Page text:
Johnny Coleman no til link

slowpoke_gardenerJune 17, 2014

I think it was Johnny Coleman that posted a link on no till southern peas. I liked the link and am trying something much like it, except I am not planting in the grass ( my wife would mow them anyway)

I have extremely sorry hard soil and I don't have a lot of faith of these purple hull peas growing in no-till, un-amended soil
. I scratched two grooves in the area where my mulch was setting, planted the peas and covered with compost, and then shredded leaves. I will give them a little blue water after they come up if they need it.

I will keep you posted on how this works.

Larry

P.S. I did move my earth snake to another bed where I feel it will be safer.

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macmex

Bet it will work Larry. I have a couple of places that I've managed to keep covered with living mulch, and the soil has improved greatly.

George

    Bookmark   June 18, 2014 at 8:23AM
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slowpoke_gardener

I thought I would post an updated picture of the purple hull peas I planted in a no-till effort. It has been about 6 weeks from planting date and I noticed the first bloom today. Although I think they are a good ways from full bloom they seem to be doing fine. I don't think they ever did receive any blue water (don't look like they need it). So far this seems to be a worth while project and I want to work more toward a no-till garden.

Larry

    Bookmark   August 3, 2014 at 9:45AM
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luvncannin

Thanks for showing us this Larry. I enjoy your garden and great pictures. That looks like its going to be a pretty productive planting.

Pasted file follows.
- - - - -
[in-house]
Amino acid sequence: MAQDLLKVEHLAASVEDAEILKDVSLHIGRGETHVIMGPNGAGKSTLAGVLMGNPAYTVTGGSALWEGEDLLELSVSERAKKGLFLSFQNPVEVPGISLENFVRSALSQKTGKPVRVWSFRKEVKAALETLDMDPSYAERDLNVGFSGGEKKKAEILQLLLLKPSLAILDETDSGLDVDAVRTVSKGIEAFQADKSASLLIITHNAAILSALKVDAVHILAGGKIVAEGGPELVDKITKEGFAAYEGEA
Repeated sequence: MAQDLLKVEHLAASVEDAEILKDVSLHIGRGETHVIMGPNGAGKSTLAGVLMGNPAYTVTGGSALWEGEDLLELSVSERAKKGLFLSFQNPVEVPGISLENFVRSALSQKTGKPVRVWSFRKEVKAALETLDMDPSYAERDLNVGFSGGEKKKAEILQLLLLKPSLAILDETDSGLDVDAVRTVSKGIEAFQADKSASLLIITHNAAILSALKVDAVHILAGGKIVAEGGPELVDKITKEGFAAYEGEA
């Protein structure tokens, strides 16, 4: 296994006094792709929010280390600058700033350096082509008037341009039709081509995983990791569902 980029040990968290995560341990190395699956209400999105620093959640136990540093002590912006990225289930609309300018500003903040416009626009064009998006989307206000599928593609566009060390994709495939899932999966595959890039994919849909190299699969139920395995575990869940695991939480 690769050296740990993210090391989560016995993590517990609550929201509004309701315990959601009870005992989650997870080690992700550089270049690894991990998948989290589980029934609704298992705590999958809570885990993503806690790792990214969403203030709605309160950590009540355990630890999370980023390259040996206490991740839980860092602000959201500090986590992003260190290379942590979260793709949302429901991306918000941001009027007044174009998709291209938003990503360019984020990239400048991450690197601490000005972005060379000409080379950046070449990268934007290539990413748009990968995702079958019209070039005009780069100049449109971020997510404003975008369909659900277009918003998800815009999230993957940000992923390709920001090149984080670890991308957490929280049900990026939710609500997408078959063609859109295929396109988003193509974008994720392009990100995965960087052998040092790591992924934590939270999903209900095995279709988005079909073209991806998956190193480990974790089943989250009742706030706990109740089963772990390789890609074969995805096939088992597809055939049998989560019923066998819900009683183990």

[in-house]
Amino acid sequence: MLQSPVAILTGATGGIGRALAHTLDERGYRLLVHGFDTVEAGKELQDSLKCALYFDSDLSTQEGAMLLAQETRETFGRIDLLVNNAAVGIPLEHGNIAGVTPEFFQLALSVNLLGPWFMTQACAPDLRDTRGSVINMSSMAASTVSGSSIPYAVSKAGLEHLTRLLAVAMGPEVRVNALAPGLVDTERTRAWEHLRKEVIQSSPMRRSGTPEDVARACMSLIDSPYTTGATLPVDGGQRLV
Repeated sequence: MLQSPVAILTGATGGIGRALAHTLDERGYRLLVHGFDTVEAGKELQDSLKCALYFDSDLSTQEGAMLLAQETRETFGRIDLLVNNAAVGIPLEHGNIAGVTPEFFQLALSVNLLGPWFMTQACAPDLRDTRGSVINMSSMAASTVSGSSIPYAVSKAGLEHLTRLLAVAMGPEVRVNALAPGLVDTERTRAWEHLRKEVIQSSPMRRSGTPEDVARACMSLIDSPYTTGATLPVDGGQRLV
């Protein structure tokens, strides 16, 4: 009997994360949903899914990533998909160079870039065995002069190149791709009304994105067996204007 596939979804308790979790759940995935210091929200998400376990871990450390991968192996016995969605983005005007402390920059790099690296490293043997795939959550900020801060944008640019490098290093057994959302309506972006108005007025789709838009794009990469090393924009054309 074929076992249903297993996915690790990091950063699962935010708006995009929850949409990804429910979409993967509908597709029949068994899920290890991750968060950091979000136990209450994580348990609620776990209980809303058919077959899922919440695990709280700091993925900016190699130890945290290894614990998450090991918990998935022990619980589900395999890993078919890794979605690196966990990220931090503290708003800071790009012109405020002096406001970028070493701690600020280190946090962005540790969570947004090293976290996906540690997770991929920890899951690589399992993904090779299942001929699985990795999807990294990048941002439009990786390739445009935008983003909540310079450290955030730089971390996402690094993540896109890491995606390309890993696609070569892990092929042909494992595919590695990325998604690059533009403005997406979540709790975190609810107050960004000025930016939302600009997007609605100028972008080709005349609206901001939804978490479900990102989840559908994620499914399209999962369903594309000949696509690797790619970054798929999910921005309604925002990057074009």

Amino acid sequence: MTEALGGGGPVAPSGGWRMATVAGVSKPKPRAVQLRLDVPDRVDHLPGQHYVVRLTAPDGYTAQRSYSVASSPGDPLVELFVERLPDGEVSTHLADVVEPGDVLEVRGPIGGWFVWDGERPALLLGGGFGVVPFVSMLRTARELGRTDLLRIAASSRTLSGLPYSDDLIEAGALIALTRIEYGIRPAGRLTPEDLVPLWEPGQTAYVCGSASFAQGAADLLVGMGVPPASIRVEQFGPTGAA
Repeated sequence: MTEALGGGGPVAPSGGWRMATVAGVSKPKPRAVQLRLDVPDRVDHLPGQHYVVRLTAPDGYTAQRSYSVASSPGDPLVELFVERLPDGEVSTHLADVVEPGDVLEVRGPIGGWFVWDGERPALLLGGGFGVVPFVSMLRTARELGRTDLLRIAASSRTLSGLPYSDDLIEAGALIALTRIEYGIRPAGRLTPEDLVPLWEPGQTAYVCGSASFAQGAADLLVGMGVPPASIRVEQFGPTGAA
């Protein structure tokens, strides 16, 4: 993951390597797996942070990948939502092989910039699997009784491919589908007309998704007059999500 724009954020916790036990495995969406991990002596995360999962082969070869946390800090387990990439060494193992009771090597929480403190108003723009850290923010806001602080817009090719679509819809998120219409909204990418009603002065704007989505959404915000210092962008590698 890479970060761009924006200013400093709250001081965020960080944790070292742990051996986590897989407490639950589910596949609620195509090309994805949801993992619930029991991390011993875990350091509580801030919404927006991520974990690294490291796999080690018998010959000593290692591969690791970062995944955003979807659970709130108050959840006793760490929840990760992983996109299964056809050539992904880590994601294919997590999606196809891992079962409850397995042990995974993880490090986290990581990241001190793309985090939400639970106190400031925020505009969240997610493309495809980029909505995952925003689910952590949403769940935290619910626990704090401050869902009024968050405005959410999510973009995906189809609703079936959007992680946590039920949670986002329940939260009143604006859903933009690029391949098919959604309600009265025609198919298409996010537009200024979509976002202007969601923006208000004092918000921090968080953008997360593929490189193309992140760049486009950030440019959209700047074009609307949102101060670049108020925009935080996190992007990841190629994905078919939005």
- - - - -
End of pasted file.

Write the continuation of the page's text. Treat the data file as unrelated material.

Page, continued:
kim

    Bookmark   August 3, 2014 at 11:04AM
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AmyinOwasso/zone 6b(6b)

This is neat! I love follow up pics! The no-till in grass probably would not work with bermuda, but I've been thinking about a winter wheat crop in my bind weed patch. Thinking wheat, then something like buckwheat and then using the area for corn. I can't till there due to buried phone lines. BTW, I tried spraying bindweed with hairspray. No effect.

    Bookmark   August 3, 2014 at 11:53AM
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chickencoupe

Thanks for the update. I'm doing buckwheat and hairy vetch, soon, as a living mulch in undeveloped areas. I composted a bunch of pinto beans about a month ago and dropped some around the perimeter of the compost. They're all coming up.

    Bookmark   August 3, 2014 at 12:43PM
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johnnycoleman

Lookin good mister!

We (me and some friends) have about 2000 feet of peas planted. We are going together to buy an electric sheller.

We are negotiating for a much larger plot of land to grow food for the local food bank. Purplehull peas will be part of that effort because they are easy to can or freeze after shelling.

They are not a complete protein but I believe that can be addressed with fresh eggs in our diet.

Here is a link that might be useful: My plan

    Bookmark   August 6, 2014 at 12:33AM
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slowpoke_gardener

Johnny, thanks, sounds like you are busy, and will be busy.

With that many peas you will need some shellers and pickers also. I have a sheller that I can hook up to a cake mixer or a drill motor, but it has plastic gears and I doubt it would hold up to the kind of use you are talking about . It also damages the peas, but no worse than you damage them when you eat them.

Did you get another tractor? I think it will come in handy because I expect that your 9n will be geared too fast for the tiller you are showing.

I want to thank you for posting the no-till link. I am having fun playing with the idea. Although I may not have any peas left to play with tomorrow because we have had 7 deer hanging around behind our house tonight. We have run them off twice but they just come back.

    Bookmark   August 6, 2014 at 2:03AM
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johnnycoleman

Larry,